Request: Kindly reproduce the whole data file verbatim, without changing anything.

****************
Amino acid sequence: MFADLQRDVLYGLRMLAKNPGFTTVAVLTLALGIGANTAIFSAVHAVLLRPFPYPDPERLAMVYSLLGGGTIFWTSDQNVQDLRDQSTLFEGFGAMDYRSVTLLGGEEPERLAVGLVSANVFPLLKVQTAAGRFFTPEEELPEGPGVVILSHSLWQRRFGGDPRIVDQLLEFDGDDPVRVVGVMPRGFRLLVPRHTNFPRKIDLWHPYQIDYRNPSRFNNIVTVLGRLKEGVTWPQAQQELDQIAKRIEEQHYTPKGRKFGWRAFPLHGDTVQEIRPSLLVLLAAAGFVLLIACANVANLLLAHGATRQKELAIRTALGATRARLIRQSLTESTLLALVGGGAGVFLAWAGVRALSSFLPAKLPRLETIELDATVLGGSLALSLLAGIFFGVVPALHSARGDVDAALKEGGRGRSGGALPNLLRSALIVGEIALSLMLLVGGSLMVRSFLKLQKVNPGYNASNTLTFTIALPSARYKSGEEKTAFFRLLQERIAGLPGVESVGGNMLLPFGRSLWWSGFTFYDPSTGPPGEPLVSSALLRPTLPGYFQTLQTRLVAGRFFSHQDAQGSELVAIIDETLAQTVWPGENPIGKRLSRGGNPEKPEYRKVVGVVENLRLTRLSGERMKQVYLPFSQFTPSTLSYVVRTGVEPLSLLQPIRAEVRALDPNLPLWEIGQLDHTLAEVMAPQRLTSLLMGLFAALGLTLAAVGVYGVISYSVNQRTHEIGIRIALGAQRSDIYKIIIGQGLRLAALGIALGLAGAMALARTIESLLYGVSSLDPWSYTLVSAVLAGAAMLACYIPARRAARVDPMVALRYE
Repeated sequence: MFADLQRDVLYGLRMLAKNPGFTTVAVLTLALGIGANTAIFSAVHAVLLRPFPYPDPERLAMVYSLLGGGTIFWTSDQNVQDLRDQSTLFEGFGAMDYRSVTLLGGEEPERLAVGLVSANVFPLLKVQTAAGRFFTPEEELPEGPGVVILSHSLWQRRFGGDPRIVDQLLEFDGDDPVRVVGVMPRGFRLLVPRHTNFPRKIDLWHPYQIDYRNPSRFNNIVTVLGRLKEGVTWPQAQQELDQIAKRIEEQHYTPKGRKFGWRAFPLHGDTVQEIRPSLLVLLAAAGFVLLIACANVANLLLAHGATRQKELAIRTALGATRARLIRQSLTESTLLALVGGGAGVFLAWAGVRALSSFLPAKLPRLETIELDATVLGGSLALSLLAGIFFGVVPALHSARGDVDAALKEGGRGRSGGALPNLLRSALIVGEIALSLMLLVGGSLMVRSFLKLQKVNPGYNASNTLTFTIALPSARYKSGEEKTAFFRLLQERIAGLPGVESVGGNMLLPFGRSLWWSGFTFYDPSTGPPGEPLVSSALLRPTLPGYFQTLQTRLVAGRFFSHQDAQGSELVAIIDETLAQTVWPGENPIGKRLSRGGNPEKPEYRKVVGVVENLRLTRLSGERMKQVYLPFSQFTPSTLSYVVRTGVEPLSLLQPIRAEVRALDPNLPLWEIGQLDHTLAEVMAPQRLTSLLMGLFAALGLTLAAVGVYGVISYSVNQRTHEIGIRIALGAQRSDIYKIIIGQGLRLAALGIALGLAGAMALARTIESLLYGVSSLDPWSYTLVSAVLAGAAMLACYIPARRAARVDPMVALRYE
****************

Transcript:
Amino acid sequence: MFADLQRDVLYGLRMLAKNPGFTTVAVLTLALGIGANTAIFSAVHAVLLRPFPYPDPERLAMVYSLLGGGTIFWTSDQNVQDLRDQSTLFEGFGAMDYRSVTLLGGEEPERLAVGLVSANVFPLLKVQTAAGRFFTPEEELPEGPGVVILSHSLWQRRFGGDPRIVDQLLEFDGDDPVRVVGVMPRGFRLLVPRHTNFPRKIDLWHPYQIDYRNPSRFNNIVTVLGRLKEGVTWPQAQQELDQIAKRIEEQHYTPKGRKFGWRAFPLHGDTVQEIRPSLLVLLAAAGFVLLIACANVANLLLAHGATRQKELAIRTALGATRARLIRQSLTESTLLALVGGGAGVFLAWAGVRALSSFLPAKLPRLETIELDATVLGGSLALSLLAGIFFGVVPALHSARGDVDAALKEGGRGRSGGALPNLLRSALIVGEIALSLMLLVGGSLMVRSFLKLQKVNPGYNASNTLTFTIALPSARYKSGEEKTAFFRLLQERIAGLPGVESVGGNMLLPFGRSLWWSGFTFYDPSTGPPGEPLVSSALLRPTLPGYFQTLQTRLVAGRFFSHQDAQGSELVAIIDETLAQTVWPGENPIGKRLSRGGNPEKPEYRKVVGVVENLRLTRLSGERMKQVYLPFSQFTPSTLSYVVRTGVEPLSLLQPIRAEVRALDPNLPLWEIGQLDHTLAEVMAPQRLTSLLMGLFAALGLTLAAVGVYGVISYSVNQRTHEIGIRIALGAQRSDIYKIIIGQGLRLAALGIALGLAGAMALARTIESLLYGVSSLDPWSYTLVSAVLAGAAMLACYIPARRAARVDPMVALRYE
Repeated sequence: MFADLQRDVLYGLRMLAKNPGFTTVAVLTLALGIGANTAIFSAVHAVLLRPFPYPDPERLAMVYSLLGGGTIFWTSDQNVQDLRDQSTLFEGFGAMDYRSVTLLGGEEPERLAVGLVSANVFPLLKVQTAAGRFFTPEEELPEGPGVVILSHSLWQRRFGGDPRIVDQLLEFDGDDPVRVVGVMPRGFRLLVPRHTNFPRKIDLWHPYQIDYRNPSRFNNIVTVLGRLKEGVTWPQAQQELDQIAKRIEEQHYTPKGRKFGWRAFPLHGDTVQEIRPSLLVLLAAAGFVLLIACANVANLLLAHGATRQKELAIRTALGATRARLIRQSLTESTLLALVGGGAGVFLAWAGVRALSSFLPAKLPRLETIELDATVLGGSLALSLLAGIFFGVVPALHSARGDVDAALKEGGRGRSGGALPNLLRSALIVGEIALSLMLLVGGSLMVRSFLKLQKVNPGYNASNTLTFTIALPSARYKSGEEKTAFFRLLQERIAGLPGVESVGGNMLLPFGRSLWWSGFTFYDPSTGPPGEPLVSSALLRPTLPGYFQTLQTRLVAGRFFSHQDAQGSELVAIIDETLAQTVWPGENPIGKRLSRGGNPEKPEYRKVVGVVENLRLTRLSGERMKQVYLPFSQFTPSTLSYVVRTGVEPLSLLQPIRAEVRALDPNLPLWEIGQLDHTLAEVMAPQRLTSLLMGLFAALGLTLAAVGVYGVISYSVNQRTHEIGIRIALGAQRSDIYKIIIGQGLRLAALGIALGLAGAMALARTIESLLYGVSSLDPWSYTLVSAVLAGAAMLACYIPARRAARVDPMVALRYE